Shenfu formulation was a classical Chinese medicine for its obvious therapy efficiency on heart fail [25], but Fuzi in the formulation was a famous toxicity herb for its severe arrhythmia and neurological, cardiovascular, and gastrointestinal symptoms [26]. The herb pair was used for synergism and attenuation and the decoction method was thought to be the main reason for its chemical difference, but whether it behaves similarly in vivo was still a mystery, and here we approved an evidence to evaluate the Shenfu formulation in vivo. The concentration of hypaconitine and deoxyaconitine decreased, while benzoylmesaconine, benzoylhypaconine, and dehydrated benzoylmesaconine increased in the codecoction samples. The toxicity increased in single decocted or mixed decocted samples [5]. The codecoction inhibited toxic compounds, and the inhibited alkaloids dissolution resulted in a lower alkaloids content in the C-Group than the M-Group. They behaved similarly in vivo and in vitro. Here, Renshen showed evidence of increasing the absorption of alkaloids. These alkaloids were measured in a relative concentration range and found to be in accordance with the tradition of TCM. We suspect that toxicity reduction is due to decoction in vitro; the pharmacological effect improvement is due to increased absorption and metabolism in vivo.

The pharmacological effect in vivo was affected by absorption and metabolism. In previous study, alkaloids were metabolized by Cytochrome P450 (CYP450) 3A [27]. A study on Shenfu injection indicated that it inhibited the enzyme activity of CYP3A at the mRNA level [6]. Mean Residence Time (MRT) increased when the enzyme activity was inhibited. Its absorption increase contributed to an increase in the Area under the Curve (AUC). The increased MRT and AUC indicated an increase in pharmacological effects.

Efflux transporters in the intestine play an important role in absorption. They also protect the body from toxin damage. The ATP-binding cassette transporters include P-glycoprotein (P-gp), multidrug resistance-associated protein isoform 2 (MRP2), and breast cancer resistance protein (BCRP). They modulate the absorption, distribution, metabolism, and excretion of medicine. These proteins are highly expressed in the apical membranes of intestinal epithelial, hepatic, and renal tubular cells. Transport studies show that the efflux ratios of aconitine, mesaconitine, and hypaconitine were significantly elevated due to P-gp and BCRP [11]. Panax ginseng and ginsenosides like ginsenoside F1, ginsenoside Re, and ginsenoside Rb2 induced the function of P-gp [28]. An important clue is seen in that Fuzi’s toxicity compounds (aconitine, mesaconitine, and hypaconitine) are not essential for its efficacy [16]. While aconitine, mesaconitine, and hypaconitine were not detected in serum, it could be because they were below the detection limit.

The difference in molecular structure between DDAs and MDAs is an acetyl group. This caused the different efflux ratios. The lost acetyl group decreased the toxicity of the DDAs and the efflux ratio [29]. In another TCM herb pair Fuzi-Ganjiang formula, Ganjiang (Rhizoma Zingiberis, derived from the dry rhizome of Zingiber officinale Rosc.) was combined with Fuzi to decrease its toxicity and improve pharmacological effects. The authors showed that Ganjiang enhanced the absorption of MDAs and promoted the elimination of DDAs [30]. We could hypothesize that Renshen played the same role in these herb pairs. Our findings showed that nontoxic alkaloids in the M-Group and C-Group absorption increased more than F-Group. The absorption of alkaloids in mixtures or extractions was better than that of pure compounds seen in other experiments [12].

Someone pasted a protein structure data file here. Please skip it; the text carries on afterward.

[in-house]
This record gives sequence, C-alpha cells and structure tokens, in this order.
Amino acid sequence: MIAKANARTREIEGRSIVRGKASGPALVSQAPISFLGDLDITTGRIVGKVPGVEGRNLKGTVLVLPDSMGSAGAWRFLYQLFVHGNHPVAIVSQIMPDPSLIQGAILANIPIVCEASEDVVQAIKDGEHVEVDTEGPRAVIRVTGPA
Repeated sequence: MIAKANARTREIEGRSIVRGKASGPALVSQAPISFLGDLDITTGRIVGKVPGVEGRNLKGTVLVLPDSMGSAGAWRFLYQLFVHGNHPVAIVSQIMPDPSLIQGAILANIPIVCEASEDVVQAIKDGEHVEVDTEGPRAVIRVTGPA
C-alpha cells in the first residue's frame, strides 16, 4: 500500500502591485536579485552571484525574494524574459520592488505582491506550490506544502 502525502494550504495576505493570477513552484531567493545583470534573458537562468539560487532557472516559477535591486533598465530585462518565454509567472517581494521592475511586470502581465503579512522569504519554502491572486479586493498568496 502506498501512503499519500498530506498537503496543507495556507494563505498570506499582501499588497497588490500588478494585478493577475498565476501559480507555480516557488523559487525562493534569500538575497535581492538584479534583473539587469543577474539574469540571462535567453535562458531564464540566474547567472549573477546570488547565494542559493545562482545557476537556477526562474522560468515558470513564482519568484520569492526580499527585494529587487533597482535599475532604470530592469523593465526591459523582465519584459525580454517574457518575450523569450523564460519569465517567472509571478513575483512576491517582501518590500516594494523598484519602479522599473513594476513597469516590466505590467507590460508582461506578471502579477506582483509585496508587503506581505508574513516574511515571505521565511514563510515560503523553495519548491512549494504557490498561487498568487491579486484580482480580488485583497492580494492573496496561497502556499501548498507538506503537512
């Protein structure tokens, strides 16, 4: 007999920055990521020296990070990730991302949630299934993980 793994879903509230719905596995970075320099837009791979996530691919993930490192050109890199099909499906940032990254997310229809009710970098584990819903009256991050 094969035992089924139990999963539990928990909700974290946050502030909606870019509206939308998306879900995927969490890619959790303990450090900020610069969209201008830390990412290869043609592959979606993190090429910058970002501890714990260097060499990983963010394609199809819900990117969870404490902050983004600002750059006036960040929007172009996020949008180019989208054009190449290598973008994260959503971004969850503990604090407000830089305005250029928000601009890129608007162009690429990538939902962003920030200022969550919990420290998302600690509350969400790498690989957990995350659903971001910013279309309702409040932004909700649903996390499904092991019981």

Like many other TCMs, SFD is always taken orally. Ginsenosides showed poor absorption and low bioavailability [31]. Major factors that limited the intestinal absorption of ginsenosides were poor membrane permeability and active biliary excretion. This limited systemic exposure to most ginsenosides and their deglycosylated metabolites [32]. The poor absorption and bioavailability of ginsenoside make them difficult to accurately measure in serum. Thus, we successfully developed a new method to measure ginsenoside previously. The different clearance rate of ginsenosides is considered to be the mechanism of Shenfu injection [10].

In the past decades, researchers have studied traditional Chinese formulas sufficiently, but the material basis and mechanism are still unclear with most data focusing on pharmacokinetics. Most studies are multicomponent herbs and with multiple targets in vivo. In addition to active compounds, there are also inactive and even toxic compounds in herbs. The material basis, pharmacology, component compatibility, and physiological disposition of TCM remain unclear. Understanding the attenuation and synergistic effects on absorption is an important goal of this study. Here, we studied the material basis of attenuation and synergistic effects by measuring the absorbed ingredients.

Abbreviations

AUC:Area under the Curve
B-Group:Blank group
BCRP: Breast cancer resistance protein
C-Group:Codecoction group
CYP450:Cytochrome P450
DDAs:Diester diterpenoid alkaloids
F-Group:Fuzi decoction group
MRT:Mean Residence Time
MDAs:Monoester diterpenoid alkaloids
M-Group:Mixed decoction group
MRP2:Multidrug resistance-associated protein isoform 2
P-gp:P-glycoprotein
PLS-DA:Partial least-squares-discriminant analysis
PCA:Principal component analysis
R-Group:Renshen decoction group
SFD:Shenfu Decoction
TCM:Traditional Chinese Medicine
UPLC/Q-TOF-MS:Ultra Performance Liquid Chromatography/Quadrupole Time-of-Flight Mass Spectrometry.

Conflict of Interests

The authors declare no conflict of interests.

Authors’ Contribution

Jia-le He and Jia-wei Zhao contributed equally to this work. Yu-guang Wang, Qian-de Liang, Hong-ling Tan, Cheng-rong Xiao, and Xiang-lin Tang carried out the animal surgery and the blood collection. Zeng-chun Ma and Yue Gao contributed to critical review of the paper.

Acknowledgments

This work was supported by the National Natural Science Foundation of China (no. 81274127) and the National Basic Research Program of China (“973” Project nos. 2012CB518402 and 2011CB505304).